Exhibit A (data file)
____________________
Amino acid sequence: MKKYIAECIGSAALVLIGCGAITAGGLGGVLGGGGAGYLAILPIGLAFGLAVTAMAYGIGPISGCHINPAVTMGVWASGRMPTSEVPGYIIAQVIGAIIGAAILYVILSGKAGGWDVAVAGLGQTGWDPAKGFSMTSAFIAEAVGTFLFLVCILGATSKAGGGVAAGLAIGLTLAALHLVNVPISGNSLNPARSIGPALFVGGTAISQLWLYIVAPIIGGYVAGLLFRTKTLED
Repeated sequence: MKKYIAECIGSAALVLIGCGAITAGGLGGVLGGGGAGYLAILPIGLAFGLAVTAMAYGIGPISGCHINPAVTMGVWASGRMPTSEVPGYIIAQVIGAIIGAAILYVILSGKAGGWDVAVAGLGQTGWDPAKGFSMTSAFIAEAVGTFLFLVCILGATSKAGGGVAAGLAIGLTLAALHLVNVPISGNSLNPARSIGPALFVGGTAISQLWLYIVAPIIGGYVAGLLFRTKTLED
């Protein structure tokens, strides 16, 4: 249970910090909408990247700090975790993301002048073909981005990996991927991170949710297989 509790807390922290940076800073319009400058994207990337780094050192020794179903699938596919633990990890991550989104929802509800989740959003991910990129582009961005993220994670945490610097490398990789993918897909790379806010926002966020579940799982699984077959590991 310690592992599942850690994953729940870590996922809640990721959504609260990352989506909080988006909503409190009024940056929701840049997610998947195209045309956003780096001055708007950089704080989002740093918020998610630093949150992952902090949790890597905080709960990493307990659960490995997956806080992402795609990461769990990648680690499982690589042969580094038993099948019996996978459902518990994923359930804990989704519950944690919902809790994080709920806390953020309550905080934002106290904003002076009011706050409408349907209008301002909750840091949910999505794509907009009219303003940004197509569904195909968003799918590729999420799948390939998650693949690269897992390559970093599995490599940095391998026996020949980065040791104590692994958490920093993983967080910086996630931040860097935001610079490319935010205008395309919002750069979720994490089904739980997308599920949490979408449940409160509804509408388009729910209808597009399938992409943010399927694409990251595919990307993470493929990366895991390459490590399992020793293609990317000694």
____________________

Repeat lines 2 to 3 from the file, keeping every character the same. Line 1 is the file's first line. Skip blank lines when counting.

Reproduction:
Repeated sequence: MKKYIAECIGSAALVLIGCGAITAGGLGGVLGGGGAGYLAILPIGLAFGLAVTAMAYGIGPISGCHINPAVTMGVWASGRMPTSEVPGYIIAQVIGAIIGAAILYVILSGKAGGWDVAVAGLGQTGWDPAKGFSMTSAFIAEAVGTFLFLVCILGATSKAGGGVAAGLAIGLTLAALHLVNVPISGNSLNPARSIGPALFVGGTAISQLWLYIVAPIIGGYVAGLLFRTKTLED
């Protein structure tokens, strides 16, 4: 249970910090909408990247700090975790993301002048073909981005990996991927991170949710297989 509790807390922290940076800073319009400058994207990337780094050192020794179903699938596919633990990890991550989104929802509800989740959003991910990129582009961005993220994670945490610097490398990789993918897909790379806010926002966020579940799982699984077959590991 310690592992599942850690994953729940870590996922809640990721959504609260990352989506909080988006909503409190009024940056929701840049997610998947195209045309956003780096001055708007950089704080989002740093918020998610630093949150992952902090949790890597905080709960990493307990659960490995997956806080992402795609990461769990990648680690499982690589042969580094038993099948019996996978459902518990994923359930804990989704519950944690919902809790994080709920806390953020309550905080934002106290904003002076009011706050409408349907209008301002909750840091949910999505794509907009009219303003940004197509569904195909968003799918590729999420799948390939998650693949690269897992390559970093599995490599940095391998026996020949980065040791104590692994958490920093993983967080910086996630931040860097935001610079490319935010205008395309919002750069979720994490089904739980997308599920949490979408449940409160509804509408388009729910209808597009399938992409943010399927694409990251595919990307993470493929990366895991390459490590399992020793293609990317000694």